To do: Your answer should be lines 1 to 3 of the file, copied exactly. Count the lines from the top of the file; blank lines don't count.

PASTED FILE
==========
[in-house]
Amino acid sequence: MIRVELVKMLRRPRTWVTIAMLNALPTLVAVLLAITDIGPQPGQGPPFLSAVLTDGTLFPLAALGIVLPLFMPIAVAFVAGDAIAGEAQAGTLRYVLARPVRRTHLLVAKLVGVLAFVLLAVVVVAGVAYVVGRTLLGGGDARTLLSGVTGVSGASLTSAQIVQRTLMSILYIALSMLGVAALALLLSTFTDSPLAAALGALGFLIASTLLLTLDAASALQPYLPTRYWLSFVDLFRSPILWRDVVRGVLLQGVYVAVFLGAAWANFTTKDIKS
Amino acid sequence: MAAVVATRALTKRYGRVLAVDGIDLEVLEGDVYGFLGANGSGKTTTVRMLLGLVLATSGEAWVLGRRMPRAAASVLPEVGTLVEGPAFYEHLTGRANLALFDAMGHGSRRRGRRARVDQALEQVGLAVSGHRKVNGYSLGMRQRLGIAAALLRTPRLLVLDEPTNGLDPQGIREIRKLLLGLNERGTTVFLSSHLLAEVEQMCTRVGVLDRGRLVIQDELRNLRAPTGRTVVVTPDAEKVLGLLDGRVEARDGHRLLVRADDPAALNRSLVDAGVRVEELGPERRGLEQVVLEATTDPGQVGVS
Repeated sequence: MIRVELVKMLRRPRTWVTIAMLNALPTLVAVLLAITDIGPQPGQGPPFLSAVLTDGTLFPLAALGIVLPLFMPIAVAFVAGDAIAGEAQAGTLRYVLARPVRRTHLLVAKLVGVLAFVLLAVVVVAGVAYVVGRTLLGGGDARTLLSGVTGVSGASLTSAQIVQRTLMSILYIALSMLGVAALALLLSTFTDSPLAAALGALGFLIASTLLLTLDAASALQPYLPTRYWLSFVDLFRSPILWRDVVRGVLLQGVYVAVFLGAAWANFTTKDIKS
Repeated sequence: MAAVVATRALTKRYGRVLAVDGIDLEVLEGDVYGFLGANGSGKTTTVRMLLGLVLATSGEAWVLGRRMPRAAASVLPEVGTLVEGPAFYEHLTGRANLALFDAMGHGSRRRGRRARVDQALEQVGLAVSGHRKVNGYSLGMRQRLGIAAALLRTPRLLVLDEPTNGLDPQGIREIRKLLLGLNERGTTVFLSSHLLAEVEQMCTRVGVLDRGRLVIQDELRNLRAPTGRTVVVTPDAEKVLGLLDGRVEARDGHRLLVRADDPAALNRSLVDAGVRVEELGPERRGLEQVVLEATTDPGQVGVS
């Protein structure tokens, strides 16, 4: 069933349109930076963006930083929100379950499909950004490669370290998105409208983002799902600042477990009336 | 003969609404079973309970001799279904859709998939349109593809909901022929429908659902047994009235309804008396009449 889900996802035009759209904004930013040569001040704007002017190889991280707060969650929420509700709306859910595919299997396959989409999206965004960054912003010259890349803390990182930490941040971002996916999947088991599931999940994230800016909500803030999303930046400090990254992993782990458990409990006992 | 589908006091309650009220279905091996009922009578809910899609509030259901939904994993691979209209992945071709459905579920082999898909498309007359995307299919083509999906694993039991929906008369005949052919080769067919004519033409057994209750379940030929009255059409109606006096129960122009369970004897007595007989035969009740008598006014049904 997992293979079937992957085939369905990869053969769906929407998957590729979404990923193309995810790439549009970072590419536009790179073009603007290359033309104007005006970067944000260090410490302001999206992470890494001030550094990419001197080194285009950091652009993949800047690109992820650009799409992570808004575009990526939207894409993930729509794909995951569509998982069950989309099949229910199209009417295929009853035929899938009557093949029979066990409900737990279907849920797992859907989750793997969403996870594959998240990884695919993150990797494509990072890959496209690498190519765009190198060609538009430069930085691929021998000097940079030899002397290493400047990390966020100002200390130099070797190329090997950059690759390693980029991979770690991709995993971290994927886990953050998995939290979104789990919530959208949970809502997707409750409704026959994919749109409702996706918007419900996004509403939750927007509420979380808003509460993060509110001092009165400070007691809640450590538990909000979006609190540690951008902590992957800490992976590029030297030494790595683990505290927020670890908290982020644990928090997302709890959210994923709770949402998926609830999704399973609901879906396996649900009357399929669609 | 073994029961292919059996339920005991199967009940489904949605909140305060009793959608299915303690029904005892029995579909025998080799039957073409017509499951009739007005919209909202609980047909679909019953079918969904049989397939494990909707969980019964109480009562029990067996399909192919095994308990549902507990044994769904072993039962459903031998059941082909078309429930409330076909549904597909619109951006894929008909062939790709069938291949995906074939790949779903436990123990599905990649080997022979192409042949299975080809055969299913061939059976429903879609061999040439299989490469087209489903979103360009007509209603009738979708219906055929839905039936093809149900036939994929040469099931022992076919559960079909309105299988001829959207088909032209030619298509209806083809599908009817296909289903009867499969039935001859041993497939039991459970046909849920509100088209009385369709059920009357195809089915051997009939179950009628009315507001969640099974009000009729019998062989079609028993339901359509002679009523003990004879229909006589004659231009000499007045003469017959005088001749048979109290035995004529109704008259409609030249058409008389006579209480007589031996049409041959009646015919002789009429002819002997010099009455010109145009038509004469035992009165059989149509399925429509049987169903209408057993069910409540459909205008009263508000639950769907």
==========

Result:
[in-house]
Amino acid sequence: MIRVELVKMLRRPRTWVTIAMLNALPTLVAVLLAITDIGPQPGQGPPFLSAVLTDGTLFPLAALGIVLPLFMPIAVAFVAGDAIAGEAQAGTLRYVLARPVRRTHLLVAKLVGVLAFVLLAVVVVAGVAYVVGRTLLGGGDARTLLSGVTGVSGASLTSAQIVQRTLMSILYIALSMLGVAALALLLSTFTDSPLAAALGALGFLIASTLLLTLDAASALQPYLPTRYWLSFVDLFRSPILWRDVVRGVLLQGVYVAVFLGAAWANFTTKDIKS
Amino acid sequence: MAAVVATRALTKRYGRVLAVDGIDLEVLEGDVYGFLGANGSGKTTTVRMLLGLVLATSGEAWVLGRRMPRAAASVLPEVGTLVEGPAFYEHLTGRANLALFDAMGHGSRRRGRRARVDQALEQVGLAVSGHRKVNGYSLGMRQRLGIAAALLRTPRLLVLDEPTNGLDPQGIREIRKLLLGLNERGTTVFLSSHLLAEVEQMCTRVGVLDRGRLVIQDELRNLRAPTGRTVVVTPDAEKVLGLLDGRVEARDGHRLLVRADDPAALNRSLVDAGVRVEELGPERRGLEQVVLEATTDPGQVGVS